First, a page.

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Key Events in the Struggle for Equality -
                 From Universal Suffrage to CEDAW  & Resolution 1325

            Women's rights are set out in many international human rights instruments. The most influential is the Convention on the Elimination of All Forms of Discrimination Against Women (CEDAW) which came into effect in 1979, and which has been ratified by 186 countries. While the Convention aggressively asserts equality in domains of health, education, justice and social welfare, many countries pay only lip service, and are able to escape repercussions because of weak enforcement mechanisms. As well, many countries have put reservations on some of the most controversial articles, particularly Article 16, which addresses equality in “marriage and family life”.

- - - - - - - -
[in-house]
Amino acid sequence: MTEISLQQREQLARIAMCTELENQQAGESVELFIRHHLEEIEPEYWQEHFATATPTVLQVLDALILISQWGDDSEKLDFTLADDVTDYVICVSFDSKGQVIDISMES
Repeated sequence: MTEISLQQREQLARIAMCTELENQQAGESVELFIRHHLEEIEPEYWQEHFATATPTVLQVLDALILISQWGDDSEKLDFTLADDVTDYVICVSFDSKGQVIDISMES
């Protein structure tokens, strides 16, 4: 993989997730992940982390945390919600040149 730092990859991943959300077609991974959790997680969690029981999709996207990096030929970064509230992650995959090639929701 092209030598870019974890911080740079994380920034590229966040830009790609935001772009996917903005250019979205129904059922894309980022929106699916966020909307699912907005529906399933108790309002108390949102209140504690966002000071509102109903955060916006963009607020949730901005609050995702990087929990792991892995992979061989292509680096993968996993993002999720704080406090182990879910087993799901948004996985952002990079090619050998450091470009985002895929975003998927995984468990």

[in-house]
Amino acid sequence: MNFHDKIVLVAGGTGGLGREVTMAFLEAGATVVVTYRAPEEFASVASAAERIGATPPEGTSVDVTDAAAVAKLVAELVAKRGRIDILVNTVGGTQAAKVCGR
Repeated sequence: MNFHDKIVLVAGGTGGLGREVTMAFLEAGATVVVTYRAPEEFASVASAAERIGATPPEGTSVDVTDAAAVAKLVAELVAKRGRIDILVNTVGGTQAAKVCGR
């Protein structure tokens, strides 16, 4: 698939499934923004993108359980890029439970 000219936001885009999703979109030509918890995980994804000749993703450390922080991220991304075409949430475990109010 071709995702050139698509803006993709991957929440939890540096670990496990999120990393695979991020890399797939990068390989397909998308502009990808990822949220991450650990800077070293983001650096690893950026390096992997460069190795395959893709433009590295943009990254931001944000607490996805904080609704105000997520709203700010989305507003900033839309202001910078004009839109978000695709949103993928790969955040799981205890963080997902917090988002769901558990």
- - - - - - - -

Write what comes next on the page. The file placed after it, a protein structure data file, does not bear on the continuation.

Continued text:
Women continue to be subject to numerous forms of violence, including domestic abuse, rape, sex slavery, child marriage and female genital mutilation. Each year, about 500,000 women still lose their lives during pregnancy or childbirth. Women produce 80 percent of the food in most developing countries, but receive less than 10 percent of the agricultural assistance and only own approximately 1% of the world’s land. Two thirds of the world’s 876 million illiterates are women and 70 percent of people in abject poverty (living on less than $1 per day) are women.

  • Though International Women's Day was adopted by the UN only in 1977, the idea for it began at the beginning of the twentieth century when women's struggles focussed on universal suffrage.  The  efforts and courage of women seeking social, economic, and political equality demanded, and finally achieved, symbolic recognition.